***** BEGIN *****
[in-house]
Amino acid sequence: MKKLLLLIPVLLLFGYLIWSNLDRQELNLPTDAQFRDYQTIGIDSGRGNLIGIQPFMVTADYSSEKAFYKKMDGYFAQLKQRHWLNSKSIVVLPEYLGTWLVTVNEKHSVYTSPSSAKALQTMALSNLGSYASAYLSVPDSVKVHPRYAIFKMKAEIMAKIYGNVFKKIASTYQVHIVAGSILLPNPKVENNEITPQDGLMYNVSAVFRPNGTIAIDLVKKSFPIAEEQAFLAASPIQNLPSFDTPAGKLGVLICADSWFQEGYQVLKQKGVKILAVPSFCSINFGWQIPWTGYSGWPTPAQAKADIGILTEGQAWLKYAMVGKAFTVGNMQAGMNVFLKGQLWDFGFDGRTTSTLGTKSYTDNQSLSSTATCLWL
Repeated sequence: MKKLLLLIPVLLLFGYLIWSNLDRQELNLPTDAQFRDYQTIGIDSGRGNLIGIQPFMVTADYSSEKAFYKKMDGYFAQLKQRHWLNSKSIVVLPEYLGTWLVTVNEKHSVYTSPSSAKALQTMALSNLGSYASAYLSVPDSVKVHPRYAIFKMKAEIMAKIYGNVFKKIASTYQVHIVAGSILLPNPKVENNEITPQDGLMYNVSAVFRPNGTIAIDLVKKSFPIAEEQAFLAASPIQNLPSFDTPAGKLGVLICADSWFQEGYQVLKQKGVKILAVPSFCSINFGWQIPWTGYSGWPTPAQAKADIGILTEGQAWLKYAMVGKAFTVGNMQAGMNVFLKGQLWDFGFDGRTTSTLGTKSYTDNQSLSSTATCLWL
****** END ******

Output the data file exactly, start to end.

[in-house]
Amino acid sequence: MKKLLLLIPVLLLFGYLIWSNLDRQELNLPTDAQFRDYQTIGIDSGRGNLIGIQPFMVTADYSSEKAFYKKMDGYFAQLKQRHWLNSKSIVVLPEYLGTWLVTVNEKHSVYTSPSSAKALQTMALSNLGSYASAYLSVPDSVKVHPRYAIFKMKAEIMAKIYGNVFKKIASTYQVHIVAGSILLPNPKVENNEITPQDGLMYNVSAVFRPNGTIAIDLVKKSFPIAEEQAFLAASPIQNLPSFDTPAGKLGVLICADSWFQEGYQVLKQKGVKILAVPSFCSINFGWQIPWTGYSGWPTPAQAKADIGILTEGQAWLKYAMVGKAFTVGNMQAGMNVFLKGQLWDFGFDGRTTSTLGTKSYTDNQSLSSTATCLWL
Repeated sequence: MKKLLLLIPVLLLFGYLIWSNLDRQELNLPTDAQFRDYQTIGIDSGRGNLIGIQPFMVTADYSSEKAFYKKMDGYFAQLKQRHWLNSKSIVVLPEYLGTWLVTVNEKHSVYTSPSSAKALQTMALSNLGSYASAYLSVPDSVKVHPRYAIFKMKAEIMAKIYGNVFKKIASTYQVHIVAGSILLPNPKVENNEITPQDGLMYNVSAVFRPNGTIAIDLVKKSFPIAEEQAFLAASPIQNLPSFDTPAGKLGVLICADSWFQEGYQVLKQKGVKILAVPSFCSINFGWQIPWTGYSGWPTPAQAKADIGILTEGQAWLKYAMVGKAFTVGNMQAGMNVFLKGQLWDFGFDGRTTSTLGTKSYTDNQSLSSTATCLWL